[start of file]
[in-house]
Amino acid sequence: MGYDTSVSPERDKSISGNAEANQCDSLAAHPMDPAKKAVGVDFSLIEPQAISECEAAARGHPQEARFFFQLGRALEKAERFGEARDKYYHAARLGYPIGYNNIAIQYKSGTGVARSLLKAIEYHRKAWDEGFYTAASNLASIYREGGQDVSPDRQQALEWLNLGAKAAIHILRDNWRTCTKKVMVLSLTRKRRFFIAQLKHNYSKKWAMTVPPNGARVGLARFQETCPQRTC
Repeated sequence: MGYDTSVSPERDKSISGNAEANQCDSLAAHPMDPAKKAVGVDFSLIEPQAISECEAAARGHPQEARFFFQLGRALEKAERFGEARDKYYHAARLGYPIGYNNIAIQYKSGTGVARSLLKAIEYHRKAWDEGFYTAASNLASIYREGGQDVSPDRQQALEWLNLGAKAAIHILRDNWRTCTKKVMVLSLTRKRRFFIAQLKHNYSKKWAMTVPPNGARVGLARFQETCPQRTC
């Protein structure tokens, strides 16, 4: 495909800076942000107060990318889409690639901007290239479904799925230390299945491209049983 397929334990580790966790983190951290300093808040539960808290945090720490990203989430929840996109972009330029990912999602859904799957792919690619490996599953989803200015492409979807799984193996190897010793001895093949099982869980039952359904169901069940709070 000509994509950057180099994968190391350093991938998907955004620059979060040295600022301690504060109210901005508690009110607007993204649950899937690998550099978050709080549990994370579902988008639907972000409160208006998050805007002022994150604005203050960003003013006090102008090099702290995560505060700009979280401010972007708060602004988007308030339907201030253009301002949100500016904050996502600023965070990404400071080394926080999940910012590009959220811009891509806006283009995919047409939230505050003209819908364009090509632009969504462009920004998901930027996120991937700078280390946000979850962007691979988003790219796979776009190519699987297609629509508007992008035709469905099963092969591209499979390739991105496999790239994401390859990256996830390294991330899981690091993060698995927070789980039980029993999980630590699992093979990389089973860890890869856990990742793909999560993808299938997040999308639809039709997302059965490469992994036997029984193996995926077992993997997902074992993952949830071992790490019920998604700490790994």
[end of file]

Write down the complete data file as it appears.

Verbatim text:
[in-house]
Amino acid sequence: MGYDTSVSPERDKSISGNAEANQCDSLAAHPMDPAKKAVGVDFSLIEPQAISECEAAARGHPQEARFFFQLGRALEKAERFGEARDKYYHAARLGYPIGYNNIAIQYKSGTGVARSLLKAIEYHRKAWDEGFYTAASNLASIYREGGQDVSPDRQQALEWLNLGAKAAIHILRDNWRTCTKKVMVLSLTRKRRFFIAQLKHNYSKKWAMTVPPNGARVGLARFQETCPQRTC
Repeated sequence: MGYDTSVSPERDKSISGNAEANQCDSLAAHPMDPAKKAVGVDFSLIEPQAISECEAAARGHPQEARFFFQLGRALEKAERFGEARDKYYHAARLGYPIGYNNIAIQYKSGTGVARSLLKAIEYHRKAWDEGFYTAASNLASIYREGGQDVSPDRQQALEWLNLGAKAAIHILRDNWRTCTKKVMVLSLTRKRRFFIAQLKHNYSKKWAMTVPPNGARVGLARFQETCPQRTC
């Protein structure tokens, strides 16, 4: 495909800076942000107060990318889409690639901007290239479904799925230390299945491209049983 397929334990580790966790983190951290300093808040539960808290945090720490990203989430929840996109972009330029990912999602859904799957792919690619490996599953989803200015492409979807799984193996190897010793001895093949099982869980039952359904169901069940709070 000509994509950057180099994968190391350093991938998907955004620059979060040295600022301690504060109210901005508690009110607007993204649950899937690998550099978050709080549990994370579902988008639907972000409160208006998050805007002022994150604005203050960003003013006090102008090099702290995560505060700009979280401010972007708060602004988007308030339907201030253009301002949100500016904050996502600023965070990404400071080394926080999940910012590009959220811009891509806006283009995919047409939230505050003209819908364009090509632009969504462009920004998901930027996120991937700078280390946000979850962007691979988003790219796979776009190519699987297609629509508007992008035709469905099963092969591209499979390739991105496999790239994401390859990256996830390294991330899981690091993060698995927070789980039980029993999980630590699992093979990389089973860890890869856990990742793909999560993808299938997040999308639809039709997302059965490469992994036997029984193996995926077992993997997902074992993952949830071992790490019920998604700490790994």